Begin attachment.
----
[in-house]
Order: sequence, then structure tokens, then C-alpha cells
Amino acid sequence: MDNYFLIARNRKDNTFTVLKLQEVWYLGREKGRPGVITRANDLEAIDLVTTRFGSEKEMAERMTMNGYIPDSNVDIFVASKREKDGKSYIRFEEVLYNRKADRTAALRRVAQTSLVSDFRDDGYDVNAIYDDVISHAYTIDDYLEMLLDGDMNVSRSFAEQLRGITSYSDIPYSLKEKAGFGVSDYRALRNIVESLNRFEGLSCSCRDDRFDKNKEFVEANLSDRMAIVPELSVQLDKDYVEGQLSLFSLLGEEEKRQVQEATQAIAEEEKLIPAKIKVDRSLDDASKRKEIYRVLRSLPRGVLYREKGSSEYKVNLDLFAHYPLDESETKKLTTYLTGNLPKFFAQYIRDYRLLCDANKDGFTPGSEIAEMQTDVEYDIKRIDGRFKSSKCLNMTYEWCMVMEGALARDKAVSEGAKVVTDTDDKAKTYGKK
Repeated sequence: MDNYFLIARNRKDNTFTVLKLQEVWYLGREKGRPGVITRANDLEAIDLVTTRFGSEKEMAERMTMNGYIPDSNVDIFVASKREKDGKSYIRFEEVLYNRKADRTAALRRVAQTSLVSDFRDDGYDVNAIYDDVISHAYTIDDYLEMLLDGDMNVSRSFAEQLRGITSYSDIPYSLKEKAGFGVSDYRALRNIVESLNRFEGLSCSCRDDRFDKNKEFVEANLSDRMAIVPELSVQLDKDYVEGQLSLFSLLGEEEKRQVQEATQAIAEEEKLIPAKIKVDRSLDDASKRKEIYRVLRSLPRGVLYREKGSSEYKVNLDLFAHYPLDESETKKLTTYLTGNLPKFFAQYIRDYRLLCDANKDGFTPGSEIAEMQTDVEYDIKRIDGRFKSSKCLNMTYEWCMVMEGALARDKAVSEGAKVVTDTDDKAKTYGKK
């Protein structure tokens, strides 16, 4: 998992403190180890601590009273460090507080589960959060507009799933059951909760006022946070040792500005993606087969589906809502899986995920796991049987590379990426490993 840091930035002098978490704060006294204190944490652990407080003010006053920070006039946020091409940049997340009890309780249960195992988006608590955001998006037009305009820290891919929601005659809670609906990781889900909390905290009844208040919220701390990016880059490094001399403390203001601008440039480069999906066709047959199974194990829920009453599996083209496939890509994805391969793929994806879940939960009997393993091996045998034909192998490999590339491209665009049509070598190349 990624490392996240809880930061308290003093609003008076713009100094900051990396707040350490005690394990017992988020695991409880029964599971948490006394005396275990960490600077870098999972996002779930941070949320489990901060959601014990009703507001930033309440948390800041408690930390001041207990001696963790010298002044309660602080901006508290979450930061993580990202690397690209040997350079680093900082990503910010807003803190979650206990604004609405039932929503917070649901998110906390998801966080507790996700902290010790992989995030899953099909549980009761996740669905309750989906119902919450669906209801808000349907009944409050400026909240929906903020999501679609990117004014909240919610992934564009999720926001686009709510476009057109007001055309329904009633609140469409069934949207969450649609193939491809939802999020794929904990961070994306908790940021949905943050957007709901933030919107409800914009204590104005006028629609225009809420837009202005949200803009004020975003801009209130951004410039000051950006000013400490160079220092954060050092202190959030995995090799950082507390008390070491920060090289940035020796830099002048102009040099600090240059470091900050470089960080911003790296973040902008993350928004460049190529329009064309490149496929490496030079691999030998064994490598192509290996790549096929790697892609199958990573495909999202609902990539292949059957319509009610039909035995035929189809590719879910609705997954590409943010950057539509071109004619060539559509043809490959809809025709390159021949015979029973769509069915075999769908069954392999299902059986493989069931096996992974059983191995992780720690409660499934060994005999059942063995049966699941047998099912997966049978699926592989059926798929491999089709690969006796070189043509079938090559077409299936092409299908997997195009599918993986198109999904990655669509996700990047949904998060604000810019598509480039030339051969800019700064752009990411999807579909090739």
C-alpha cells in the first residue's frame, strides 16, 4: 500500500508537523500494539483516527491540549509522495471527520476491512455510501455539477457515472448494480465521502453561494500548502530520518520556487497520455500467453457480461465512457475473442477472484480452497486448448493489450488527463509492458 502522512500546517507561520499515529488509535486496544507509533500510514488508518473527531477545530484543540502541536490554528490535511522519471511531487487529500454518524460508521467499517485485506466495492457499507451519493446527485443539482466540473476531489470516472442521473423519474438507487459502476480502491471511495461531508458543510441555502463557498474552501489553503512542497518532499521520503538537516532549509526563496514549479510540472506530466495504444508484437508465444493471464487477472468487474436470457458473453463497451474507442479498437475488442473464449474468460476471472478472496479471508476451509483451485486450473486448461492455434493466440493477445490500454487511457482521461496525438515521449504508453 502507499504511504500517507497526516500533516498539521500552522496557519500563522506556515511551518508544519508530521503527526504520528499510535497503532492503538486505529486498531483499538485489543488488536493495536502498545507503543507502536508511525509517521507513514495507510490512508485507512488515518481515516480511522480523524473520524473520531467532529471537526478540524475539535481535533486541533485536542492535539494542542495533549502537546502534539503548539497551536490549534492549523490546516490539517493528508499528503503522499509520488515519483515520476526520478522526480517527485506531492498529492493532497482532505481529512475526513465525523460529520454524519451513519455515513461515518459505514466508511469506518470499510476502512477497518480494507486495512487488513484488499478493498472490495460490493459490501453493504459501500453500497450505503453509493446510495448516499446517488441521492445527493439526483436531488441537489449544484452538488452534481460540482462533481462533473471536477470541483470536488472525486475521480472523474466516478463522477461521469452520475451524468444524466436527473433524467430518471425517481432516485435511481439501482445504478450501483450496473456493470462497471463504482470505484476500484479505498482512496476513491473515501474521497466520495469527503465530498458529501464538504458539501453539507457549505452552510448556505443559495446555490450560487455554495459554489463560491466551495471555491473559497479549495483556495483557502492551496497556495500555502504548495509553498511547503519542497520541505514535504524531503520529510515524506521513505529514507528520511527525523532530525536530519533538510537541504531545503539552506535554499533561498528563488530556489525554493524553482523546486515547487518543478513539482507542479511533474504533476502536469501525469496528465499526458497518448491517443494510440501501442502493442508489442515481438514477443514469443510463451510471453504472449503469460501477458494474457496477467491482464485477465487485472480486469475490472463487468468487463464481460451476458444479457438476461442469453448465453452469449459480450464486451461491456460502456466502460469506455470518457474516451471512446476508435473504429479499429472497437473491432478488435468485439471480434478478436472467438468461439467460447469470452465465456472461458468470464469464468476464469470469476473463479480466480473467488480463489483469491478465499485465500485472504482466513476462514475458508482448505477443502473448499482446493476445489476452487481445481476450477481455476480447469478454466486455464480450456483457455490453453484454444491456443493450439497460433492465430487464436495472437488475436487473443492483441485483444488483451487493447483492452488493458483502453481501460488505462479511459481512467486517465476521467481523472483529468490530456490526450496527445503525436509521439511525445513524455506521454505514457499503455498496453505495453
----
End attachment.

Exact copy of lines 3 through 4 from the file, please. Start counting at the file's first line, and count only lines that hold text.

Amino acid sequence: MDNYFLIARNRKDNTFTVLKLQEVWYLGREKGRPGVITRANDLEAIDLVTTRFGSEKEMAERMTMNGYIPDSNVDIFVASKREKDGKSYIRFEEVLYNRKADRTAALRRVAQTSLVSDFRDDGYDVNAIYDDVISHAYTIDDYLEMLLDGDMNVSRSFAEQLRGITSYSDIPYSLKEKAGFGVSDYRALRNIVESLNRFEGLSCSCRDDRFDKNKEFVEANLSDRMAIVPELSVQLDKDYVEGQLSLFSLLGEEEKRQVQEATQAIAEEEKLIPAKIKVDRSLDDASKRKEIYRVLRSLPRGVLYREKGSSEYKVNLDLFAHYPLDESETKKLTTYLTGNLPKFFAQYIRDYRLLCDANKDGFTPGSEIAEMQTDVEYDIKRIDGRFKSSKCLNMTYEWCMVMEGALARDKAVSEGAKVVTDTDDKAKTYGKK
Repeated sequence: MDNYFLIARNRKDNTFTVLKLQEVWYLGREKGRPGVITRANDLEAIDLVTTRFGSEKEMAERMTMNGYIPDSNVDIFVASKREKDGKSYIRFEEVLYNRKADRTAALRRVAQTSLVSDFRDDGYDVNAIYDDVISHAYTIDDYLEMLLDGDMNVSRSFAEQLRGITSYSDIPYSLKEKAGFGVSDYRALRNIVESLNRFEGLSCSCRDDRFDKNKEFVEANLSDRMAIVPELSVQLDKDYVEGQLSLFSLLGEEEKRQVQEATQAIAEEEKLIPAKIKVDRSLDDASKRKEIYRVLRSLPRGVLYREKGSSEYKVNLDLFAHYPLDESETKKLTTYLTGNLPKFFAQYIRDYRLLCDANKDGFTPGSEIAEMQTDVEYDIKRIDGRFKSSKCLNMTYEWCMVMEGALARDKAVSEGAKVVTDTDDKAKTYGKK